Aboriginal Peoples and Politics: The Indian Land Question in British Columbia, 1849-1989

Description

352 pages
Contains Bibliography, Index
$29.95
ISBN 0-7748-0349-5
DDC 333.2

Publisher

Year

1990

Contributor

Reviewed by David Mattison

David Mattison is a librarian with the Provincial Archives and Records
Service Library in Victoria.

Review

Tennant, a ubc associate professor of Political Science, began his
research into the British Columbia Indian land claims issue in 1979. He
comes down squarely on the side of B.C. Natives when he reveals in his
preface that land claim agreements, such as those negotiated in Quebec
and in the Yukon and Northwest Territories, are “appropriate and
feasible” models. Tennant puts no price tag on a settlement between
the federal and provincial governments and Native organizations
(fractious relations still exist among various Native political action
groups). In December 1990 the provincial government, while finally
agreeing to negotiate, balked at any cost-sharing. Tennant disputes the
province’s claim that the federal government is legally and
financially responsible for all land claim issues, an interpretation of
the Terms of Union of 1871 to which only B.C. politicians subscribe.

Tennant’s work, sure to become a classic in the field, documents a
litany of white injustice against legitimate Indian assertions for equal
treatment under British and Canadian law. Native Indians were never
treated fairly or equally; assimilation was expected and even expedited
through such devices as residential schools. The Canadian Indian Act and
provincial legislation circumscribed Indian land ownership and daily
conduct. Impossible conditions were set: to be an Indian meant being
“registered” by the federal government, which conferred the
“status” of Indian. Provincially, Indians were initially denied the
right to own land and to vote. These inequities were only corrected
after World War II.

Forced segregation through residential schools forged political
alliances that survived federal prohibitions against political and land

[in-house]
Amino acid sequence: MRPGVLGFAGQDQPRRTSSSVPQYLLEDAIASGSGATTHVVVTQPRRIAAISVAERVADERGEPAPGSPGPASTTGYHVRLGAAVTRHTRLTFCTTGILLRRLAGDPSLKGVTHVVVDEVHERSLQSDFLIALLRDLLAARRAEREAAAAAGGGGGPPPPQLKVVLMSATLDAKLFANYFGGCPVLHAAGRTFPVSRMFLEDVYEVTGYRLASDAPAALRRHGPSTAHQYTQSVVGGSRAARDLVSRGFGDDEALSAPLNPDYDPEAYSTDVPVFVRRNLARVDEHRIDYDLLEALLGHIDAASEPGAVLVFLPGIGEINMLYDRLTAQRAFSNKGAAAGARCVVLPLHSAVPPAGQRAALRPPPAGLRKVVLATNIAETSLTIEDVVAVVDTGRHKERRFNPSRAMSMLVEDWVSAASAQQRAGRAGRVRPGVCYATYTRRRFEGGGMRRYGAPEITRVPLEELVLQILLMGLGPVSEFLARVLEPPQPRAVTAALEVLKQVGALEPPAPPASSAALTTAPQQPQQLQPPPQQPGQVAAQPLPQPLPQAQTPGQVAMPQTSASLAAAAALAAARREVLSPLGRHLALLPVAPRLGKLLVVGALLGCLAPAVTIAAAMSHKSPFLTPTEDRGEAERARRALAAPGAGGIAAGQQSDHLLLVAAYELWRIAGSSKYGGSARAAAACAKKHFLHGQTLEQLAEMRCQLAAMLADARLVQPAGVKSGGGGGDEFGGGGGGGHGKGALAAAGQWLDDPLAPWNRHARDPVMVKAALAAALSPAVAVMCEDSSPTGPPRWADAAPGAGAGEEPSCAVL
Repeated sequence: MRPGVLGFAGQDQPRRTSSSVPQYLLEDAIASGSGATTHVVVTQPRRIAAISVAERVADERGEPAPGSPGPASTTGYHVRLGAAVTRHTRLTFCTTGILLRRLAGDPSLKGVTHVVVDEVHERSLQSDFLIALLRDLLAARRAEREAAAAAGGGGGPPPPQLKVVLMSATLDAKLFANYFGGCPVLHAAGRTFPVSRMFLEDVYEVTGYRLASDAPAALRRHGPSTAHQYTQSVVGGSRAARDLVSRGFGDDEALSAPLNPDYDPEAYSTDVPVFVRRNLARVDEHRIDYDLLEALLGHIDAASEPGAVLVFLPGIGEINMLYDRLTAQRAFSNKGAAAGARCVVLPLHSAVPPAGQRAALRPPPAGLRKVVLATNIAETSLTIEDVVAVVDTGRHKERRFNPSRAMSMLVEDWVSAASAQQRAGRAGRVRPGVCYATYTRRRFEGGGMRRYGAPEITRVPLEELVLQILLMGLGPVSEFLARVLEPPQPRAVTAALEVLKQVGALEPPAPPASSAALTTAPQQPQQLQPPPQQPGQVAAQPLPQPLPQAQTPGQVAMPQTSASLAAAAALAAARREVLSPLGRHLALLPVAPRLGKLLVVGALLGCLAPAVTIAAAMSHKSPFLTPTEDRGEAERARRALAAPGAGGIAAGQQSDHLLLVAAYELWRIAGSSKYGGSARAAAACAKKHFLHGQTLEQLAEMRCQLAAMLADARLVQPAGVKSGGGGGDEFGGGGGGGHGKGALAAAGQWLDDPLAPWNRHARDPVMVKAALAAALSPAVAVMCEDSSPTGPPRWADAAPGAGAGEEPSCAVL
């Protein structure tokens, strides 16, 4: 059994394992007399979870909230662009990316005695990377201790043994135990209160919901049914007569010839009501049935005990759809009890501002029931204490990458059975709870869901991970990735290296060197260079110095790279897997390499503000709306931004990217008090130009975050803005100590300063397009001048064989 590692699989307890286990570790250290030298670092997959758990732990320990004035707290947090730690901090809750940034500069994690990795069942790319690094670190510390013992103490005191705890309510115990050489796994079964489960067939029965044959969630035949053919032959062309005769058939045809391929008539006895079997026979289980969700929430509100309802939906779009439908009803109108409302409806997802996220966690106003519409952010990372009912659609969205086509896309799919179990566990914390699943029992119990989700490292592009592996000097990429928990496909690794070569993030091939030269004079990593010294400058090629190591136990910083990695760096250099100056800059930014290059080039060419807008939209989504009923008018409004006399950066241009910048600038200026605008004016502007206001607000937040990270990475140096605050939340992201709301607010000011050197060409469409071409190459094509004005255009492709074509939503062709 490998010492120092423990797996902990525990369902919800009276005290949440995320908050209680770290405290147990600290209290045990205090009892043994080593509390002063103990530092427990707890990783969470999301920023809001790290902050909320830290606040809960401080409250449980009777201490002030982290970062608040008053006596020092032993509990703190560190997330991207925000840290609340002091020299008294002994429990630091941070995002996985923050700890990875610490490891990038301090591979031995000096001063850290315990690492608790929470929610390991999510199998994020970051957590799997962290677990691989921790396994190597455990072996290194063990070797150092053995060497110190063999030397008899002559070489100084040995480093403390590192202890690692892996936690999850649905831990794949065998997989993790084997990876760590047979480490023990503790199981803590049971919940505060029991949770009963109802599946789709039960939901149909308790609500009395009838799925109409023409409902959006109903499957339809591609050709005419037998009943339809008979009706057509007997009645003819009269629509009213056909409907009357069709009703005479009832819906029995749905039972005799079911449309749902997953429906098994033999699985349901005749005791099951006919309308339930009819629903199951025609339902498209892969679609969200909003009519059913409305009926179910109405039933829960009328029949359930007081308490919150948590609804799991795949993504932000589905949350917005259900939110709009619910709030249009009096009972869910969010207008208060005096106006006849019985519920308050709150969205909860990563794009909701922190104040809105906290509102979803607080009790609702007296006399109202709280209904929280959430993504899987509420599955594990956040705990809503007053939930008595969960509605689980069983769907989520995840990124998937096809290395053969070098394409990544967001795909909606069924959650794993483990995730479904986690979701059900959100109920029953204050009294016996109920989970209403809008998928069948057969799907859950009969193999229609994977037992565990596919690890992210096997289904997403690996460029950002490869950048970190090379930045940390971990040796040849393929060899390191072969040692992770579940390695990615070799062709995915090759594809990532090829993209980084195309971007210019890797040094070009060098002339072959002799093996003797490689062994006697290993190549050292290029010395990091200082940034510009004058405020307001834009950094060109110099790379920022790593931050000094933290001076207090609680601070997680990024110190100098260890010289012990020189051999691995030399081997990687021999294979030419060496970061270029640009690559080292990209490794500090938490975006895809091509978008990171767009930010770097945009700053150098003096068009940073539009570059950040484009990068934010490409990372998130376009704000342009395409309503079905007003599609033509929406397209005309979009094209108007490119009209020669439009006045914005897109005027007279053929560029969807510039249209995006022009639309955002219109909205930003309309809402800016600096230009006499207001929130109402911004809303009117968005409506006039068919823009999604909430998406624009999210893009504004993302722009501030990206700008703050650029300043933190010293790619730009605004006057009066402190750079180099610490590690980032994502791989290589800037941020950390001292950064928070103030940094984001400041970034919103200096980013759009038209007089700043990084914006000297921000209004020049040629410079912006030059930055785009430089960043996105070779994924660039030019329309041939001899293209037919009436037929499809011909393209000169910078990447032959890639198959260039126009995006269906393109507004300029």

claims activities by Indians between 1927 and 1951. It is not surprising
that in a province with nearly 200 Indian bands, varying political
outlooks and organizations supporting them evolved. Their names nearly
always reflect solidarity and “pan-Indianism”: Allied Indian Tribes
of B.C. (1916–1927), Confederacy of Native Tribes of B.C.
(1940s–1950s), B.C. Association of Non-Status Indians (1969–1976),
Union of B.C. Indian Chiefs (1969–1980s), Alliance of B.C. Indian
Bands (1970s–1980s), and First Nations Congress of B.C. (1988), to
name but a few. The earliest lobby group was established by Nisga’a in
1907; this tribal group was also the first to file a (still unresolved)
land claim with the federal government, in 1974, and the first to bring
their land grievances to the British authorities via petition, in 1913.

Native Indians should be proud of Tennant’s compassionate and
compelling study of their frustrating struggle for rights many Canadians
take for granted. The larger question of Indian self-government, while
briefly discussed by Tennant, remains for further investigation.
Portraits of prominent B.C. Native leaders and a map would have been
useful adjuncts to this thorough, scholarly treatise.

Citation

Tennant, Paul., “Aboriginal Peoples and Politics: The Indian Land Question in British Columbia, 1849-1989,” Canadian Book Review Annual Online, accessed April 24, 2024, https://cbra.library.utoronto.ca/items/show/10695.